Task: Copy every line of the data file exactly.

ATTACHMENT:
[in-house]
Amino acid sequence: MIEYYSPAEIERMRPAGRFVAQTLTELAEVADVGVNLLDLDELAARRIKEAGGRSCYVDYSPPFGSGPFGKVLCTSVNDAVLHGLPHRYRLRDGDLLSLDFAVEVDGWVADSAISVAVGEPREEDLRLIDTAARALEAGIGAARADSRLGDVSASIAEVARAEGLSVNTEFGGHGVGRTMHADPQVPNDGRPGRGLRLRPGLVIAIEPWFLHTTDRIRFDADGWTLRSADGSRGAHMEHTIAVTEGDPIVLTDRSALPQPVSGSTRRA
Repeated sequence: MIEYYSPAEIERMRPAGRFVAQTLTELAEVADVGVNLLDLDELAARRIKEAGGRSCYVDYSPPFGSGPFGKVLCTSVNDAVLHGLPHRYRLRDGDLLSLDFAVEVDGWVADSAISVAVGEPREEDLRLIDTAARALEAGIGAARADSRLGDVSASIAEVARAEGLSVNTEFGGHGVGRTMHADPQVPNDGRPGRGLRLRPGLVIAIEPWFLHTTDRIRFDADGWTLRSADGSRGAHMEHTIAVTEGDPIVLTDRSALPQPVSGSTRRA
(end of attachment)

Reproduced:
[in-house]
Amino acid sequence: MIEYYSPAEIERMRPAGRFVAQTLTELAEVADVGVNLLDLDELAARRIKEAGGRSCYVDYSPPFGSGPFGKVLCTSVNDAVLHGLPHRYRLRDGDLLSLDFAVEVDGWVADSAISVAVGEPREEDLRLIDTAARALEAGIGAARADSRLGDVSASIAEVARAEGLSVNTEFGGHGVGRTMHADPQVPNDGRPGRGLRLRPGLVIAIEPWFLHTTDRIRFDADGWTLRSADGSRGAHMEHTIAVTEGDPIVLTDRSALPQPVSGSTRRA
Repeated sequence: MIEYYSPAEIERMRPAGRFVAQTLTELAEVADVGVNLLDLDELAARRIKEAGGRSCYVDYSPPFGSGPFGKVLCTSVNDAVLHGLPHRYRLRDGDLLSLDFAVEVDGWVADSAISVAVGEPREEDLRLIDTAARALEAGIGAARADSRLGDVSASIAEVARAEGLSVNTEFGGHGVGRTMHADPQVPNDGRPGRGLRLRPGLVIAIEPWFLHTTDRIRFDADGWTLRSADGSRGAHMEHTIAVTEGDPIVLTDRSALPQPVSGSTRRA